It doesn't have to be a flat tax, and it also does not have to be completely equal to the income tax, given that lower incomes rely far less on capital gains.

Make it 15% to, say $150,000 or so, phase the 15% rate up to the income tax rate from 150k to 200k, and make it equal to the income tax rate above 200k. Increase those 150k and 200k levels every year for inflation. If you don't like the 150k to 200k phasing period, then pick your own numbers, somewhere under the 500k level. Done, fixed. Your IRA is probably not impacted much if at all, and the super-rich pay more than 15%.

****.You.

Amnorix
08-30-2011, 11:20 AM
I once got a tax bill from the IRS that said I owed $2,000,000. After an audit we settled on a no-change determination. So what you say is completely true.

Then again they were up my azz within 6 months of my filing the original return and it was resolved a month after the audit started.


Thsi is a list of the companies owned by Berkshire Hathaway. I imagine it is a *slightly* more complicated tax situation than yours.


SubsidiariesCompany Sector Ownership % Acquisition Date
Geico Insurance and Finance 100% 1996-08-26 (August 26, 1996)
Applied Underwriters Insurance and Finance 100% 2004-05-22 (May 22, 2004)
General Re Insurance and Finance 100% 1995-12-21 (December 21, 1995)
Kansas Bankers Surety Company Insurance and Finance 100% 1998-04-10 (April 10, 1998)
National Indemnity Company Insurance and Finance 100% 1977-02-23 (February 23, 1977)
United States Liability Insurance Group Insurance and Finance 100% 2000-08-08 [1]
Central States Indemnity Company Insurance and Finance 100% 1982-10-20 (October 20, 1982)
Wesco Financial Corporation Insurance and Finance 80% 1978 [2]
Dairy Queen Food and Beverage 100% 1997-10-21 (October 21, 1997)
The Pampered Chef Food and Beverage 100% 2002-09-23 (September 23, 2002)
See's Candies Food and Beverage 100% 1972-01-03 (January 3, 1972)
Fechheimer Brothers Company Clothing 100% 1986
Fruit of the Loom Clothing 100% 2002-04-30 (April 30, 2002)
Garan Children's Clothing Clothing 100% 2002-09-04 (September 4, 2002)
H.H. Brown Shoe Group Clothing 100% 1991-07-01 (July 1, 1991)
Justin Brands Clothing 100% 2000-08-01 (August 1, 2000)
CORT Business Services Furniture Related 100% 2000-01-14 (January 14, 2000)
Jordan's Furniture Furniture Related 100% 1999-10-11 (October 11, 1999)
Larson-Juhl Furniture Related 100% 2001-12-17 (December 17, 2001)
Nebraska Furniture Mart Furniture Related 90% 1983
RC Willey Home Furnishings Furniture Related 1995 [3]
Star Furniture Furniture Related 100% 1997-07-14 (July 14, 1997)
Acme Brick Company Materials and Construction 100% 2000-08-01 (August 1, 2000)
Benjamin Moore & Co. Materials and Construction 100% 2001-01-01 (January 1, 2001)
Clayton Homes Materials and Construction 100% 2007-05-10 (May 10, 2007)
ISCAR Metalworking Materials and Construction 80% 2006-05-08 (May 8, 2006)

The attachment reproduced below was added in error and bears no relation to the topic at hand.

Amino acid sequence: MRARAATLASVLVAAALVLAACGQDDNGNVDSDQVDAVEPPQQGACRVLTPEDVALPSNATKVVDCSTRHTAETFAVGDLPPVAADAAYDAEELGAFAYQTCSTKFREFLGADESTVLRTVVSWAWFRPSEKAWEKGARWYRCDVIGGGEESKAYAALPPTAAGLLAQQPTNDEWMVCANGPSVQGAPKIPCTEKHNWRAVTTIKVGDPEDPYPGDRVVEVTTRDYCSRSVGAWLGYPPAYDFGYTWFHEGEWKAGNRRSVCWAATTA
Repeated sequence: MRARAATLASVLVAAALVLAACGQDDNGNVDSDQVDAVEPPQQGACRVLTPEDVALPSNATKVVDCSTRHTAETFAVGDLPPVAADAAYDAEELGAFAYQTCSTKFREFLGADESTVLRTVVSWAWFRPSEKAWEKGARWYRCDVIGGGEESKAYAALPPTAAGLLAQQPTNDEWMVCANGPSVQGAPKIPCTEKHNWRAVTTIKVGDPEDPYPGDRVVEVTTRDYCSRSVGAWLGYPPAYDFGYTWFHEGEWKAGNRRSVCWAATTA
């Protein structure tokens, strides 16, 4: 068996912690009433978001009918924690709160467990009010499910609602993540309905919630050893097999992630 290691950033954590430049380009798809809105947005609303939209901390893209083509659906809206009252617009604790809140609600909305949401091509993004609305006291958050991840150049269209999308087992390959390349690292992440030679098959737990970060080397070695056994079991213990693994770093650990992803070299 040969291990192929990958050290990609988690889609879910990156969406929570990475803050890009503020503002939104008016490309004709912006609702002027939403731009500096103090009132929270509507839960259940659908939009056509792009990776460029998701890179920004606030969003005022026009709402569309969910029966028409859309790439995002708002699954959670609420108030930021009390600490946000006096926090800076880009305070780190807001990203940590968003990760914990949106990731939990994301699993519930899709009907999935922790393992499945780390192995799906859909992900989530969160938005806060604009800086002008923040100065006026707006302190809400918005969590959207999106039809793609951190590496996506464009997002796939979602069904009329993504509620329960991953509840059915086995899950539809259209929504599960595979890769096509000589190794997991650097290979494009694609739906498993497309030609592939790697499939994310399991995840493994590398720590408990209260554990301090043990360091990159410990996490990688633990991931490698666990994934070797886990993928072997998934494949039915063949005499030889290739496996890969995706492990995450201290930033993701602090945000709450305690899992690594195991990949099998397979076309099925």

Johns Manville Materials and Construction 100% 2001-02-27 (February 27, 2001)
MiTek Materials and Construction 90% 2001-06-12 [4]
Precision Steel Warehouse, Inc. Materials and Construction 1979 [5]
Shaw Industries Materials and Construction 2002-01-21 [6]
The Buffalo News Media 100% 1977-04 (April, 1977)
Business Wire Media 100% 2006-03-01 (March 1, 2006)
XTRA Corporation Logistics 100% 2001-09-20 (September 20, 2001)
McLane Company Logistics 100% 2003-05-23 (May 23, 2003)
Ben Bridge Jewelers Luxury Items 100% 2000-07-18 (July 18, 2000)
Borsheim's Fine Jewelry Luxury Items 100% 1989
Helzberg Diamonds Luxury Items 100% 1995
Scott Fetzer Companies Other 100% 1985
MidAmerican Energy Holdings Company Utilities 75% 1999-03-26 (March 26, 1999)
NetJets Business Services 100% 1998
NetJets Europe Business Services 100% 1998
FlightSafety Business Services 100% 1997
CTB Inc. Capital Goods 100% 2002
Burlington Northern Santa Fe Corp. Railroads and Logistics 100% 2010-02-12 (February 12, 2010)
Blue Chip Stamps Other 100% 1983-03 (March 1983)

cookster50
08-30-2011, 11:20 AM
:spock:

Why should income from your labor be taxed at a higher rate than passive income?

Why should "passive" income be taxed at all? The funds used to make the investment have already been taxed once, why tax again?

Amnorix
08-30-2011, 11:22 AM
Why should "passive" income be taxed at all? The funds used to make the investment have already been taxed once, why tax again?


Gee, perhaps because it is INCOME. And it's an INCOME tax code that we have. Just a guess...

Frankie
08-30-2011, 11:48 AM
Interesting:

http://news.yahoo.com/buffett-bettencourt-now-germans-calling-higher-taxes-140353347.html

Frankie
08-30-2011, 11:51 AM
****.You.

Typical. :shake:

vailpass
08-30-2011, 12:00 PM
Typical. :shake:

Go make all your co-workers hate you so they fire you first chance they get.
Oh, you've already done that.
In that case you may return to your goatse.